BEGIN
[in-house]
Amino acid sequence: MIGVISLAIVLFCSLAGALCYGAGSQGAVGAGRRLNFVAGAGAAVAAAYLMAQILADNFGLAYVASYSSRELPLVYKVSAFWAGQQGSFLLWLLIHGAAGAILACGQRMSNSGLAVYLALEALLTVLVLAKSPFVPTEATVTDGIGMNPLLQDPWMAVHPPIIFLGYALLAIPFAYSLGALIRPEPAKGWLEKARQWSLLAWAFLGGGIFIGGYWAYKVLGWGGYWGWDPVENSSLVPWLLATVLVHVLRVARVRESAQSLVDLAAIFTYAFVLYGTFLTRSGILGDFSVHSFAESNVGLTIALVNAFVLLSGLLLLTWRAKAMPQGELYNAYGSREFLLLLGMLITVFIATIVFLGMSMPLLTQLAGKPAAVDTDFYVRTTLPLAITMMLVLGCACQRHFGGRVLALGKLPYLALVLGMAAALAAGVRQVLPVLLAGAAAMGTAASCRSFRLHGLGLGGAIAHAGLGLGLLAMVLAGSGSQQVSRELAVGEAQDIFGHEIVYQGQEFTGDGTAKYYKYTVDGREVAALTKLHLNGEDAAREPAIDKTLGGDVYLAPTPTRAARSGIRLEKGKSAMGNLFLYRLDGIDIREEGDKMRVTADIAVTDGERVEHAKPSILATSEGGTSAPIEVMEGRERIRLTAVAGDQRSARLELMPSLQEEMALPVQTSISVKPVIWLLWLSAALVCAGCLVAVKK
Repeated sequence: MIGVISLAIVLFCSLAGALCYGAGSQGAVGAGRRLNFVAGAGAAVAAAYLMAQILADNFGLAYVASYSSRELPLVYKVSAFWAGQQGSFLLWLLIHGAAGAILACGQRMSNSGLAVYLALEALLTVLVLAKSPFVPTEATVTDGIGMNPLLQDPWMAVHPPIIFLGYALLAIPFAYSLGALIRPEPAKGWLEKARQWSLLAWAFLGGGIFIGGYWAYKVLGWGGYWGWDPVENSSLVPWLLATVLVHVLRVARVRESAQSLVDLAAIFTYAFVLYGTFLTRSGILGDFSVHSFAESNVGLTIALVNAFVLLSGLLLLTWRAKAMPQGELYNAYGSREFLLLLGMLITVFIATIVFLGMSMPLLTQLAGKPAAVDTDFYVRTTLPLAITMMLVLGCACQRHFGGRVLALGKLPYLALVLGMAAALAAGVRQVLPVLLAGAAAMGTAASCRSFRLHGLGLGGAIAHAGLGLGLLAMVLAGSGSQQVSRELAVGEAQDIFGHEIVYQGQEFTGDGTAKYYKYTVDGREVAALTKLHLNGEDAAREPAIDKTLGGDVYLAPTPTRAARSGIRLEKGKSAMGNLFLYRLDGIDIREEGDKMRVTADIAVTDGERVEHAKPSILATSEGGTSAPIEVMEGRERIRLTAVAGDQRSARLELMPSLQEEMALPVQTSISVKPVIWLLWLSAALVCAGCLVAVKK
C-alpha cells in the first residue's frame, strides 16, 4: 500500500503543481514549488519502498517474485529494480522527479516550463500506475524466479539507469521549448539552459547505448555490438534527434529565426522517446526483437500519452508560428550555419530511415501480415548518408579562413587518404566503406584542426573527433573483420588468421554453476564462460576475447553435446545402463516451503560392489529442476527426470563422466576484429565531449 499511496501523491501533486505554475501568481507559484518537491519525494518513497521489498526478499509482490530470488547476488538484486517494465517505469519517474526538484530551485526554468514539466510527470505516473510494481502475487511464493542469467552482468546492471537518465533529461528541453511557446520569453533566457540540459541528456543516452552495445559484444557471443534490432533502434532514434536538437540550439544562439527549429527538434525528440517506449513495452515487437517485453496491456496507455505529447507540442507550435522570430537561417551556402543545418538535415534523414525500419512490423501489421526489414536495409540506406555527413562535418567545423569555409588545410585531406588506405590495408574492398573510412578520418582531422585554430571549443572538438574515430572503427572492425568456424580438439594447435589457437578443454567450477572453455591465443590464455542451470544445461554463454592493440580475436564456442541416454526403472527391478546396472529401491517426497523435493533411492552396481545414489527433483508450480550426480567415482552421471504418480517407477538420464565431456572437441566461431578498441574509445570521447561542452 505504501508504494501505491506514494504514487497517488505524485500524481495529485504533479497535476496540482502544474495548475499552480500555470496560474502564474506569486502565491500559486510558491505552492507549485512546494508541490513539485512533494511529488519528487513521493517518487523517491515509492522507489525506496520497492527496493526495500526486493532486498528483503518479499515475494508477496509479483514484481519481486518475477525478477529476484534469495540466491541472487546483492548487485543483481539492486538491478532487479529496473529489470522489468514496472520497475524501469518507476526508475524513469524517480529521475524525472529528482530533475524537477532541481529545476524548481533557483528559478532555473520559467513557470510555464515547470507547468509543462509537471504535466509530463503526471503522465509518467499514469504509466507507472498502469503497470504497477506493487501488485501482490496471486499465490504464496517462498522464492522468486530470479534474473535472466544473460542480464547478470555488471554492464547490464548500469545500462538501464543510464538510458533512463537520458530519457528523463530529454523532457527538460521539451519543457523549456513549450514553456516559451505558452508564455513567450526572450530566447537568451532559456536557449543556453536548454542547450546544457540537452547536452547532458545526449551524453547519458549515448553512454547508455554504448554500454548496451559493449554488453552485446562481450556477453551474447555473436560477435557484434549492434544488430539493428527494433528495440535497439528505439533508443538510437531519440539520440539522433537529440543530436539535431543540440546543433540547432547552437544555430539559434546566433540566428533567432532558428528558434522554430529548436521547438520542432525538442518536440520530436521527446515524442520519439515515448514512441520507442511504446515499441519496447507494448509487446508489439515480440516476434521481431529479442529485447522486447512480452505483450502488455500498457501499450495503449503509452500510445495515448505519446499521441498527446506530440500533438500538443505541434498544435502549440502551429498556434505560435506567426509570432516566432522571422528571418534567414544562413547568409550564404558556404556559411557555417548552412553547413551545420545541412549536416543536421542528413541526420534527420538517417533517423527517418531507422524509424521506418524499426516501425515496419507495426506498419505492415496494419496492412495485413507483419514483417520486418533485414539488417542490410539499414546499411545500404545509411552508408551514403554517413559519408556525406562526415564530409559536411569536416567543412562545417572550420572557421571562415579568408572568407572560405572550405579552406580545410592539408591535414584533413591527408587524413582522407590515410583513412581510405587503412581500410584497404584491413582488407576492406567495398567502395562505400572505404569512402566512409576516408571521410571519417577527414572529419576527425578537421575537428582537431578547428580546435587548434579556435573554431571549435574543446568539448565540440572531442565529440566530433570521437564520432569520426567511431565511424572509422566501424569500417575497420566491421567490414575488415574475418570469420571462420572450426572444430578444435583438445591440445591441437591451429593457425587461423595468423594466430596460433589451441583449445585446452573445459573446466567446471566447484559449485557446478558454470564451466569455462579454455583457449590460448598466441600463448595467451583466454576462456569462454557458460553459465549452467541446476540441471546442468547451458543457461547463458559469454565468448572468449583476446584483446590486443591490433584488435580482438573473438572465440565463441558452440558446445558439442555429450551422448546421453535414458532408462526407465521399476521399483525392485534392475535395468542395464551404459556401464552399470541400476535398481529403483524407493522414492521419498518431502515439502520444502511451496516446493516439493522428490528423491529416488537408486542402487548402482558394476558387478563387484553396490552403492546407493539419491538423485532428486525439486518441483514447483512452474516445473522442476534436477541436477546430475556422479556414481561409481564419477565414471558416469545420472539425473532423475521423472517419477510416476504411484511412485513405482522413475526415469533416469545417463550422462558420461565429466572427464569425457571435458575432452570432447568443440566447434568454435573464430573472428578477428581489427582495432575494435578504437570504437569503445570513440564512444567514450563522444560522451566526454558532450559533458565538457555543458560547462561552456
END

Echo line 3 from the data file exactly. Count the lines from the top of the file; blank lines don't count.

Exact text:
Repeated sequence: MIGVISLAIVLFCSLAGALCYGAGSQGAVGAGRRLNFVAGAGAAVAAAYLMAQILADNFGLAYVASYSSRELPLVYKVSAFWAGQQGSFLLWLLIHGAAGAILACGQRMSNSGLAVYLALEALLTVLVLAKSPFVPTEATVTDGIGMNPLLQDPWMAVHPPIIFLGYALLAIPFAYSLGALIRPEPAKGWLEKARQWSLLAWAFLGGGIFIGGYWAYKVLGWGGYWGWDPVENSSLVPWLLATVLVHVLRVARVRESAQSLVDLAAIFTYAFVLYGTFLTRSGILGDFSVHSFAESNVGLTIALVNAFVLLSGLLLLTWRAKAMPQGELYNAYGSREFLLLLGMLITVFIATIVFLGMSMPLLTQLAGKPAAVDTDFYVRTTLPLAITMMLVLGCACQRHFGGRVLALGKLPYLALVLGMAAALAAGVRQVLPVLLAGAAAMGTAASCRSFRLHGLGLGGAIAHAGLGLGLLAMVLAGSGSQQVSRELAVGEAQDIFGHEIVYQGQEFTGDGTAKYYKYTVDGREVAALTKLHLNGEDAAREPAIDKTLGGDVYLAPTPTRAARSGIRLEKGKSAMGNLFLYRLDGIDIREEGDKMRVTADIAVTDGERVEHAKPSILATSEGGTSAPIEVMEGRERIRLTAVAGDQRSARLELMPSLQEEMALPVQTSISVKPVIWLLWLSAALVCAGCLVAVKK